Once the problem has been identified, it’s time to start the discovery process. The product design workshop is the first step in defining and illustrating the problem and potential solutions. Note that it’s critical to have actual end-users involved in this workshop and discovery process.
Here is an overview of our workshop
The project charter is an overview of the project and a master document of what we’re trying to achieve. It includes:
- Problem statement
- Project timeline
- Key players (stakeholders, experts, builders, and end-users)
- Goals & success metrics
Once we’ve identified the problem and created our charter, then we’re ready to start solving it.
The project charter defines the business problem that we are solving and identifies the humans that we’re solving for. While the end-users will be part of our process, it’s essential to define who they are as an archetype. User personas let us identify their background, technical skills, needs, and motivations.
User Journey Mapping
User journey mapping is one of the most critical components of problem-solving for people. Through this mapping exercise, we create a diagram that illustrates the steps required for a user to complete a task, which gives us insight into the process, their motivations, and opportunities for improvement.
User journey mapping should take quite a bit of time. It’s a critical step in the ideation process. This is an opportunity to discuss ideas and possible solutions.
Our workshop typically takes about two or three half-days. You can learn more about our product design workshop in our playbook.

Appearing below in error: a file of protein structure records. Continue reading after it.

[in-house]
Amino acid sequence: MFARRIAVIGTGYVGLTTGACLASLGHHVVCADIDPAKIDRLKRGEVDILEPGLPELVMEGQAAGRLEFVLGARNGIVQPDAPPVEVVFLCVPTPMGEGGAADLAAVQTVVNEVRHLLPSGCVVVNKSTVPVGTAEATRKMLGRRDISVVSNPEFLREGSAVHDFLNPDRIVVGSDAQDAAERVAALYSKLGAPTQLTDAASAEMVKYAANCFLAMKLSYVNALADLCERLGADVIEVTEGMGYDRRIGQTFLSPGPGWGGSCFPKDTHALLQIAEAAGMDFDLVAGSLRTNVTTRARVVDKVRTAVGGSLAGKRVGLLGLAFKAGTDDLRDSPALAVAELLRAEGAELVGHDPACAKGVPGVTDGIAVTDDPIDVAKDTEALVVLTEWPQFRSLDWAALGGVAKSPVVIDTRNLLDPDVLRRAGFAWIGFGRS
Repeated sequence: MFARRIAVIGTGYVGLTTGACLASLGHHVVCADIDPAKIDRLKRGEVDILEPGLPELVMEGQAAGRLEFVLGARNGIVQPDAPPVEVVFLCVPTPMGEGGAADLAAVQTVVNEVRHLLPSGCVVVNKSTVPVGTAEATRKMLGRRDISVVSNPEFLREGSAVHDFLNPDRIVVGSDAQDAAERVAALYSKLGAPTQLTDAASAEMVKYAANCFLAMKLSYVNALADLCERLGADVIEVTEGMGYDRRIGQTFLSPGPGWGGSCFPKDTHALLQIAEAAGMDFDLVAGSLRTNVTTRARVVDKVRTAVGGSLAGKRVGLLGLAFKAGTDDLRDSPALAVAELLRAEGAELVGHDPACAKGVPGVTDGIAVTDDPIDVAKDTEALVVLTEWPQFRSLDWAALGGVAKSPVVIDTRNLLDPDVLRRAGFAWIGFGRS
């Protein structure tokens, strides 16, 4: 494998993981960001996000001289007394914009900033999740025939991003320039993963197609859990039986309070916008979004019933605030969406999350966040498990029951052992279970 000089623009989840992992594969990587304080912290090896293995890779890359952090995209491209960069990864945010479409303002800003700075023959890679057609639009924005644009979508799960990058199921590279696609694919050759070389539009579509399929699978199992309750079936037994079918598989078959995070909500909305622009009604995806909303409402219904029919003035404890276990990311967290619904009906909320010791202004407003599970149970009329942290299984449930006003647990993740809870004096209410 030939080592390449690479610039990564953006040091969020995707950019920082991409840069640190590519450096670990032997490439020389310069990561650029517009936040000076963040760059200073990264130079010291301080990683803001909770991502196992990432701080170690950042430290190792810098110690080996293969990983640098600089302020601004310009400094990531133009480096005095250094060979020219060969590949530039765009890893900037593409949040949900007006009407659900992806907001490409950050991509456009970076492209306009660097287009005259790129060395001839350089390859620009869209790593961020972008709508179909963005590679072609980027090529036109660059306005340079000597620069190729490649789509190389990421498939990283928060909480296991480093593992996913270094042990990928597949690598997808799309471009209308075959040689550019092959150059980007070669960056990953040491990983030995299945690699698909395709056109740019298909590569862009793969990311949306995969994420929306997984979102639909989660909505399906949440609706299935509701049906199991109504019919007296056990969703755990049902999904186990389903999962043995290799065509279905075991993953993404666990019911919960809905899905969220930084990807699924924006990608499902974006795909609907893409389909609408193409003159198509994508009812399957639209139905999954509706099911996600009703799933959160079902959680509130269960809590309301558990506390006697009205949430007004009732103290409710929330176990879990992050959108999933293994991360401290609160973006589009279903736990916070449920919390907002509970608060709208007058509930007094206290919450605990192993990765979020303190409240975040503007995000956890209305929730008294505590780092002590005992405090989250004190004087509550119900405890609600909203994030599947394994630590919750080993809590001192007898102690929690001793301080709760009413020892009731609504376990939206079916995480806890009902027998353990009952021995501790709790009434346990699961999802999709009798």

Once we’ve completed our workshop, then we have enough information to begin our first round of prototyping. Prototypes should be disposable. They are made quickly to serve as a visual guide to understanding the problem and shaping our solution.
We’ll create a simple clickable prototype to show some users and get feedback. If the product we’re building is substantial, then we can focus the prototype on a subsect of the feature that is the most challenging. Our goal is to validate the assumptions we made about our solution.
Once we have our first prototype, it’s time to interview users and get real feedback. We typically recommend about five users to interview. If you have multiple user types, then you’ll want to interview 3-5 of each type.
User interviews with a prototype are a way to validate our ideas and make course corrections quickly. We’re not perfect, and we shouldn’t assume there won’t be any changes. Also, it’s essential to distinguish feature requests from real feedback. It’s inevitable that a user will request a feature that’s probably not worth the investment as it only affects them and not the general user.
User interviews will shed light on the decisions and assumptions we made during our discovery process. Now it’s time to iterate on those ideas.
If our assumptions were way off, it’s time to go back to the drawing board and start over. This should never be the case. If you’ve done research and discovery, then you won’t end up in this situation. If you are, though, you should think about the users that you brought into this process, perhaps they’re not the best subjects. Also, look into how the research was initially conducted, did we do something wrong?